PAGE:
>> being 1/N on each of the N branch segments which terminate with our N
>> sample haplotypes.
>>
>>
>> The label c stands for each male in the y tree which ends with our sample
>> population of N haplotypes. f(c) is the fraction of those N haplotypes
>> for which male "c" is an ancestor. The sum over c can be done as a sum
>> over branch lines in each generation of the tree and then a sum over
>> generations from 1 to G. The number of branch lines is 2 in the first
>> generation after the MRCA, and it increases by one every time a tree node
>> on one of the branch lines comes along, and that branch line number ends
>> up being N in the last generation before the present. We can simply call
>> that number of branch lines each generation P(G), the tree population in
>> generation G.
>>
>> Consider the sum of f(c)^2 in any particular generation of the tree.
>> While the sum of f(c) for any particular generation must be one, the sum
>> of squares can be as big as one if one particular branch line hogs almost
>> all the ancestry, but it can be no smaller than 1 / P(G). So we can
>> produce an expression for the minimum size that Variance of Var can be
>> under the most democratic tree ancestry scenario in which every ancestor
>> in the tree in every generation shares equally in the fraction of
>> ultimate descendants.
>>
>> Variance of Var> M { Sum g from 1 to G of 1 / P(g) }
>>
>> Even this lower limit for the Variance of Var depends on the
>> "unknowable" --- the tree population each generation, and especially the
>> earliest tree generations when P(g) is small. In particular, the
>> Variance of Var is basically determined by how fast the early tree
>> population grows from its initial size of 2.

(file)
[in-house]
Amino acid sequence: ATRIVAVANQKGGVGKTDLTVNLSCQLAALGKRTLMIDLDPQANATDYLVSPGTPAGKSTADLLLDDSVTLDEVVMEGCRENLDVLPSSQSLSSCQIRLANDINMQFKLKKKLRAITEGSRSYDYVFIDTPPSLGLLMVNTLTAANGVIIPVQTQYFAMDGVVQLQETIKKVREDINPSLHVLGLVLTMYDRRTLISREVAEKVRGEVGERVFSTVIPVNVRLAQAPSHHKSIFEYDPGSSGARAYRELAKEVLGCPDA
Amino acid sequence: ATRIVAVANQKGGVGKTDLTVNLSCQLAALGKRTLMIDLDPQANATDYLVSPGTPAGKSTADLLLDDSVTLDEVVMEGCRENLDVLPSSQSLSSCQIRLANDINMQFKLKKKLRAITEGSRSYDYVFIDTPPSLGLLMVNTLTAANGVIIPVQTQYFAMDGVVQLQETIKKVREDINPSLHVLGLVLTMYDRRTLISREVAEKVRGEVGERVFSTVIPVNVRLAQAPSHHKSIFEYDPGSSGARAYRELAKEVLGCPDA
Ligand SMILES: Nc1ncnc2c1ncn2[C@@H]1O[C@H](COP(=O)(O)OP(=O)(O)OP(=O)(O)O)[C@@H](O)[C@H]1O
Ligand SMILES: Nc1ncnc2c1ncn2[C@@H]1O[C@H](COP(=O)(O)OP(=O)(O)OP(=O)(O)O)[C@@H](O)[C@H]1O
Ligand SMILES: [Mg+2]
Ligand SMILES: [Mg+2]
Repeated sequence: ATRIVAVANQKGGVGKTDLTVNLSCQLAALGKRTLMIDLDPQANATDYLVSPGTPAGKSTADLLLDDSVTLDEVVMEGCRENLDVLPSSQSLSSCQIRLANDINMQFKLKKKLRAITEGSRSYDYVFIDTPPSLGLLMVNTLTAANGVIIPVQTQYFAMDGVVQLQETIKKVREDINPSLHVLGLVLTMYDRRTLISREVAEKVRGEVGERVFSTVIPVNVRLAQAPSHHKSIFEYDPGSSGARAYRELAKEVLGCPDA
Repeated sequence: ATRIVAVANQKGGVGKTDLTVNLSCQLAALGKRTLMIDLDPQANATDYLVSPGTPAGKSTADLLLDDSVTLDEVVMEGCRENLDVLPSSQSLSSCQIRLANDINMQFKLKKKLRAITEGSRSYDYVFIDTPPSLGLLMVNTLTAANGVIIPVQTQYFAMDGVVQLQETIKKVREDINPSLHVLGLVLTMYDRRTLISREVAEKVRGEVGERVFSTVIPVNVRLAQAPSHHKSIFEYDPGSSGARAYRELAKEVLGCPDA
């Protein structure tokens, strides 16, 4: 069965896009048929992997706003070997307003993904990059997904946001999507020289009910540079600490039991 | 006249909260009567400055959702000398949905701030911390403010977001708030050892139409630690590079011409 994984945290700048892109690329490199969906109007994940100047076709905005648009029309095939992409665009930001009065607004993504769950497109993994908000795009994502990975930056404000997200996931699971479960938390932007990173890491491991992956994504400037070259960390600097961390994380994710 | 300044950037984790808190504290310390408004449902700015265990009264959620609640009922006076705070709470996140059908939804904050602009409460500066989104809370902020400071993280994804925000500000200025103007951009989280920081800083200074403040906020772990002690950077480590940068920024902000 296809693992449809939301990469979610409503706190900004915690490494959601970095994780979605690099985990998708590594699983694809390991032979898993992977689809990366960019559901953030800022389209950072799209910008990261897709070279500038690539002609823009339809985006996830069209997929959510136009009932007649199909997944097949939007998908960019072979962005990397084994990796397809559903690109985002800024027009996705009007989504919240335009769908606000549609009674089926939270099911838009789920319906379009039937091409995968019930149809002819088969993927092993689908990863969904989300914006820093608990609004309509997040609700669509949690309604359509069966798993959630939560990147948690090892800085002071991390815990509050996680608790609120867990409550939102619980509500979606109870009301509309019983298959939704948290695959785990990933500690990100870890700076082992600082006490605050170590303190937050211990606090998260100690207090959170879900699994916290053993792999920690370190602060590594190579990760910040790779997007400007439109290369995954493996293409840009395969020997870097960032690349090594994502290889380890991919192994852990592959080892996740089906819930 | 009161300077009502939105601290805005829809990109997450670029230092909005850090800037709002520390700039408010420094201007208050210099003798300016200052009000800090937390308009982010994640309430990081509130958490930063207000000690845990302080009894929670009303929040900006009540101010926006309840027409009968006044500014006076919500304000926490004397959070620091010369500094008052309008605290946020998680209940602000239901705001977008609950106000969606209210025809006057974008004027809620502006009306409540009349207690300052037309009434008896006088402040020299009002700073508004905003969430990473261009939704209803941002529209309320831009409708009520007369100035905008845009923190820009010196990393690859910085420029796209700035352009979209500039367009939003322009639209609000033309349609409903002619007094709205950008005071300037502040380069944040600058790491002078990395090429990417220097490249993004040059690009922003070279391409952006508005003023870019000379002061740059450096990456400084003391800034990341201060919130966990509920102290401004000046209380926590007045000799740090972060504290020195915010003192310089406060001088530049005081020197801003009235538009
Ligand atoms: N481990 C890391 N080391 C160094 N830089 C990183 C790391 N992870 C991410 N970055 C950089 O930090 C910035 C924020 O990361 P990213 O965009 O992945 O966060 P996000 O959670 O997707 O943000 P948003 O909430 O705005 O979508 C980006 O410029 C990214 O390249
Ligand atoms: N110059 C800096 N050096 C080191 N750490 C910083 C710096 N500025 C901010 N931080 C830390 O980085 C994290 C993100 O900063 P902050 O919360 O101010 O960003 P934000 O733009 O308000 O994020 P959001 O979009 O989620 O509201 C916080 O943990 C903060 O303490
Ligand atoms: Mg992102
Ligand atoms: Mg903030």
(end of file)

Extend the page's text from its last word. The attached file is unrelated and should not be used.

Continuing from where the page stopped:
>>
>> Note that Variance of Var does not keep getting smaller toward zero as N
>> gets larger. If we used for our sample population the entire population
>> today for some clade, perhaps numbering millions, we still have a
>> Variance of Var lower limit dominated by the reciprocal of the tree
>> population in the early generations. P(g) begins at 2, regardless. In
>> fact, a good sample population of haplotypes which covers the early
>> generations of the tree as does the full population is all that is
>> required to statistically do about as well as one practically needs to
>> do.
>>
>> Note that the only thing you can do to drive down the statistical
>> confidence interval more and more is to increase M, the sum of STR
>> mutation rates of your haplotypes.
>>
>> Ken
>>
>> PS: Interclade statistical confidence intervals on the other hand can be
>> conservatively quoted by an upper bound which depends on no demographic
>> knowledge. One can forget about the dispersion of the tree within each
>> clade and consider the simple "V tree" consisting of two branch lines
>> from the interclade node to the present. The statistical confidence
>> interval for the TMRCA of that simplified tree is then straightforwardly
>> evaluatable and is used in Generations4 for the 1 sigma values of the